After breaking some more trails, we made our way east of town and stopped at the posh (for snowmobilers) clubhouse of the Jackman Border Riders. Members can stop in for a hot meal, cold drinks and watch the boob tube on a big flat screen, should they choose. I’ve never seen such an impressive rider’s clubhouse, and it was a nice stop at the confluence of several routes. Every rider we talked with was equally excited about all the snow.
Snowmobiling in Maine: Treacherous Travels
By the end of our trek, most of Jackman had been plowed out, cleaned up and traffic (mostly fully loaded logging trucks) was moving smoothly along U.S. Highway 201, but snow was still coming down with haste.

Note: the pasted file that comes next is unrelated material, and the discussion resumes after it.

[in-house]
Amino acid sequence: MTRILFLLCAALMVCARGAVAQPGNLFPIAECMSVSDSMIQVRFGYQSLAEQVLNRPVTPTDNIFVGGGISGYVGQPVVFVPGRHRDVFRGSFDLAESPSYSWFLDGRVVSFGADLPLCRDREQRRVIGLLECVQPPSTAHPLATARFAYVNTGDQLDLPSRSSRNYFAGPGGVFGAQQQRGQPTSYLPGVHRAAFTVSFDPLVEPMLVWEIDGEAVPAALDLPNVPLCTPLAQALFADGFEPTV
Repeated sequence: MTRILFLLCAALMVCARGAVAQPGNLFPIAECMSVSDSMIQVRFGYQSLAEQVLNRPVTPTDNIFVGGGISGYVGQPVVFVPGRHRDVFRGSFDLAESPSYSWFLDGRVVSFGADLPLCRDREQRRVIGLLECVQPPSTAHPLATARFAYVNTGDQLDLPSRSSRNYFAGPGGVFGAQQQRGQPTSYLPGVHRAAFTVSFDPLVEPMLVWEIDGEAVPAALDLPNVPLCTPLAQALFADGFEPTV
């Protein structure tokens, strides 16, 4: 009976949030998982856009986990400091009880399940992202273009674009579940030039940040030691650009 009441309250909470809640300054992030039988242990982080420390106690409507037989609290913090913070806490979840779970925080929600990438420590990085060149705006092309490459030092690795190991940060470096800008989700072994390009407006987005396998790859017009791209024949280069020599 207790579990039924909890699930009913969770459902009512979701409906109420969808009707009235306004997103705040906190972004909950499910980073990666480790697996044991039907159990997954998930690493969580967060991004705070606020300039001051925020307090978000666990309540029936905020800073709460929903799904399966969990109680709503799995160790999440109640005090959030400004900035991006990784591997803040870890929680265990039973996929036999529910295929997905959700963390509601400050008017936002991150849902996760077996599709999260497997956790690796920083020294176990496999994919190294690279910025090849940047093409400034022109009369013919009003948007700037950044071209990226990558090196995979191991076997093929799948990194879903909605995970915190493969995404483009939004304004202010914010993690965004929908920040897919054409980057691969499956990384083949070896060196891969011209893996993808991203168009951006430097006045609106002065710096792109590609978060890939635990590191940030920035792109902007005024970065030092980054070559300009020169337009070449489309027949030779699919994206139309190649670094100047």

Thankfully my rental had four-wheel drive, but the return trip back to Portland was a white-knuckle affair. Heading south, winter disappeared before my eyes, with snow turning to rain, white piles replaced with brown, bare ground whipped by a robust wind.
With its rushing rivers, idealistic New England towns, tall church steeples and creatively named waterways, rural Maine is bursting with character and charm. I was flying back home through Portland, which is one of America’s most beautiful small cities. Strolling along the jam-packed waterfront was a great bookend for a spectacular riding vacation in a curious corner of the country.